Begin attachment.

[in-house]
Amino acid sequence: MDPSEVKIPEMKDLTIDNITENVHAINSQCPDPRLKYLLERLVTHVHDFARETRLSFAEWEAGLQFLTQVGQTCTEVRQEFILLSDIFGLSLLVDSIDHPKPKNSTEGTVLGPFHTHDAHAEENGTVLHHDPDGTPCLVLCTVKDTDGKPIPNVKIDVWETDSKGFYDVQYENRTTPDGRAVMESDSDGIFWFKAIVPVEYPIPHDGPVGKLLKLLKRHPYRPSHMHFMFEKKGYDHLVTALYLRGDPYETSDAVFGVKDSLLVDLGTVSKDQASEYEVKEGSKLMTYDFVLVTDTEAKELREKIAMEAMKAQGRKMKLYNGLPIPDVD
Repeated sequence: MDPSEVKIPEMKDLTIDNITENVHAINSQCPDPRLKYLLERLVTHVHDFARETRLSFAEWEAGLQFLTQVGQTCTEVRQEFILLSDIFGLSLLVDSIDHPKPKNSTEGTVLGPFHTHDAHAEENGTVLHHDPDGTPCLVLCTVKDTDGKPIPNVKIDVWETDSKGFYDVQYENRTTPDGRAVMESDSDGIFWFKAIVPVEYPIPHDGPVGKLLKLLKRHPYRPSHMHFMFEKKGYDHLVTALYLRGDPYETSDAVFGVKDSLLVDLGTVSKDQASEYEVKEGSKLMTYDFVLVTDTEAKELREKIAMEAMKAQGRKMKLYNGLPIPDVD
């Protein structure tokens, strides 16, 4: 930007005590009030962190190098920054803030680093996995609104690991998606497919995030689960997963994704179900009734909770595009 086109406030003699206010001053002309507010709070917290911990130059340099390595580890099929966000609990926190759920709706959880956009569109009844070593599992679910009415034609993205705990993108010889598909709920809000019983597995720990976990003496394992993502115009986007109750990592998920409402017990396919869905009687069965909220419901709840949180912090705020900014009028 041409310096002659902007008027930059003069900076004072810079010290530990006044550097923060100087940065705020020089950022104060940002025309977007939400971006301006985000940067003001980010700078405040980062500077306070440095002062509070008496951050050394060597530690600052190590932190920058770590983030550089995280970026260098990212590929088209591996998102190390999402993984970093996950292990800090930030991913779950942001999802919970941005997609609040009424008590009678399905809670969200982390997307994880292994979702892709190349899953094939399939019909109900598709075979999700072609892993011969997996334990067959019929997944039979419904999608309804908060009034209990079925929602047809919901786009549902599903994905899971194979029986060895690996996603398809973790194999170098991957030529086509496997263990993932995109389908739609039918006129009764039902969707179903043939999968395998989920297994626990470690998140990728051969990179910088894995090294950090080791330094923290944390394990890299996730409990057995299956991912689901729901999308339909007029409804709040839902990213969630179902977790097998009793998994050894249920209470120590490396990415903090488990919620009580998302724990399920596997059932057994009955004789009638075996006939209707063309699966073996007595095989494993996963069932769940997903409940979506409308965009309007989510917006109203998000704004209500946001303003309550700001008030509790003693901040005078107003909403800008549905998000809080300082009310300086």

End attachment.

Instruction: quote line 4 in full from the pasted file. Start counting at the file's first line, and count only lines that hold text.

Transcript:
């Protein structure tokens, strides 16, 4: 930007005590009030962190190098920054803030680093996995609104690991998606497919995030689960997963994704179900009734909770595009 086109406030003699206010001053002309507010709070917290911990130059340099390595580890099929966000609990926190759920709706959880956009569109009844070593599992679910009415034609993205705990993108010889598909709920809000019983597995720990976990003496394992993502115009986007109750990592998920409402017990396919869905009687069965909220419901709840949180912090705020900014009028 041409310096002659902007008027930059003069900076004072810079010290530990006044550097923060100087940065705020020089950022104060940002025309977007939400971006301006985000940067003001980010700078405040980062500077306070440095002062509070008496951050050394060597530690600052190590932190920058770590983030550089995280970026260098990212590929088209591996998102190390999402993984970093996950292990800090930030991913779950942001999802919970941005997609609040009424008590009678399905809670969200982390997307994880292994979702892709190349899953094939399939019909109900598709075979999700072609892993011969997996334990067959019929997944039979419904999608309804908060009034209990079925929602047809919901786009549902599903994905899971194979029986060895690996996603398809973790194999170098991957030529086509496997263990993932995109389908739609039918006129009764039902969707179903043939999968395998989920297994626990470690998140990728051969990179910088894995090294950090080791330094923290944390394990890299996730409990057995299956991912689901729901999308339909007029409804709040839902990213969630179902977790097998009793998994050894249920209470120590490396990415903090488990919620009580998302724990399920596997059932057994009955004789009638075996006939209707063309699966073996007595095989494993996963069932769940997903409940979506409308965009309007989510917006109203998000704004209500946001303003309550700001008030509790003693901040005078107003909403800008549905998000809080300082009310300086």